White Irish stew
The essence of Irish stew is to use readily available seasonal ingredients. Traditionally it was a white stew of lamb, potatoes and very little else. This is our take on it. Use the best ingredients you can find - it will be worth it.
- Prep time
- Less then 30 minutes
- Cooking time
- Over 2 hours
- 2 big knobs of butter
- glug olive oil
- 4 medium onions, cut into various sizes
- 3 cloves garlic, crushed
- 6 large potatoes, cut into various sizes
- 8 lamb chops, excess fat trimmed off and reserved - thick neck chops will be best (go to a butcher if you can)
- salt and freshly ground black pepper
- 565ml / 1 pint good-quality lamb stock
- chopped parsley
Melt butter with the oil in a large heavy-bottomed pan with a tight-fitting lid.
Add the onions and garlic and sweat them gently, slowly teasing the flavours out - 15 minutes or so over a low heat should do it.
Add the potatoes and stir well to cover in the creamy juices from the onions and garlic.
Add lots of freshly ground black pepper and three pinches of salt (two pinches if you've got big hands!).
Leave the potatoes and onions in the pan for a further 15 minutes over a very low heat, taking care not to let them burn - if they begin to stick add a little bit of stock.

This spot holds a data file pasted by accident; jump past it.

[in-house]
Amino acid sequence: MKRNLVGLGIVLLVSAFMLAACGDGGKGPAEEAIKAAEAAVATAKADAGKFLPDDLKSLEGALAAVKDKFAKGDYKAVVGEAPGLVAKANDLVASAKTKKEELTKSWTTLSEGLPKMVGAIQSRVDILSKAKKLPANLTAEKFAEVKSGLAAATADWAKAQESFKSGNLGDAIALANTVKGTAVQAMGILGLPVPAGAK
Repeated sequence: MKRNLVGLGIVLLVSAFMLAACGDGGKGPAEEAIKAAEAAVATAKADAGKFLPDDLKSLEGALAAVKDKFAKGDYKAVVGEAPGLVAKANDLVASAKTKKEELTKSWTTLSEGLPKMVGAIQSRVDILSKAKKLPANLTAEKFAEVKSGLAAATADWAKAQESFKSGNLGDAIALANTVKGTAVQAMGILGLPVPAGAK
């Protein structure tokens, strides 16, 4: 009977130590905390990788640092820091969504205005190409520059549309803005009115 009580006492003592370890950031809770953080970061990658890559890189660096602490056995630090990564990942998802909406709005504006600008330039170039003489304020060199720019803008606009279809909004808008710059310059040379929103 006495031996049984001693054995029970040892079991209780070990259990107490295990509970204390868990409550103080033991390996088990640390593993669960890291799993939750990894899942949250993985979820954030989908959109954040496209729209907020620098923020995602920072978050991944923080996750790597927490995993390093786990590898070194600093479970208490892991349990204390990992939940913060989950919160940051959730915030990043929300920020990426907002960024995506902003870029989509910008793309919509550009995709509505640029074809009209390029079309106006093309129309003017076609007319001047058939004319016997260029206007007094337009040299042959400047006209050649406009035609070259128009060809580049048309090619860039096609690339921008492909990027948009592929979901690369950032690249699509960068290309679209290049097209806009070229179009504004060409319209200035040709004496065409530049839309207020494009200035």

Meanwhile, heat a frying pan over a low heat and add the excess trimmed fat from the lamb to the pan. Let the fat render down and add salt and freshly ground black pepper.
Remove and solid fatty bits that remain and add the chops to the pan and brown on both sides.
Once browned, remove the chops and add them to the potatoes.
Add some of the stock to the frying pan and stir well to get all the browned bits off the bottom of the pan. Add this to the chops and potatoes.
Add the remaining stock to just below the level of your ingredients. Put the lid on the pan and cook over a low heat for one and a half hours.
If you like, add some parsley 10 minutes before the stew is ready.
Remove the stew from the heat and leave to rest for about 10 minutes before serving, then taste and adjust seasoning as necessary.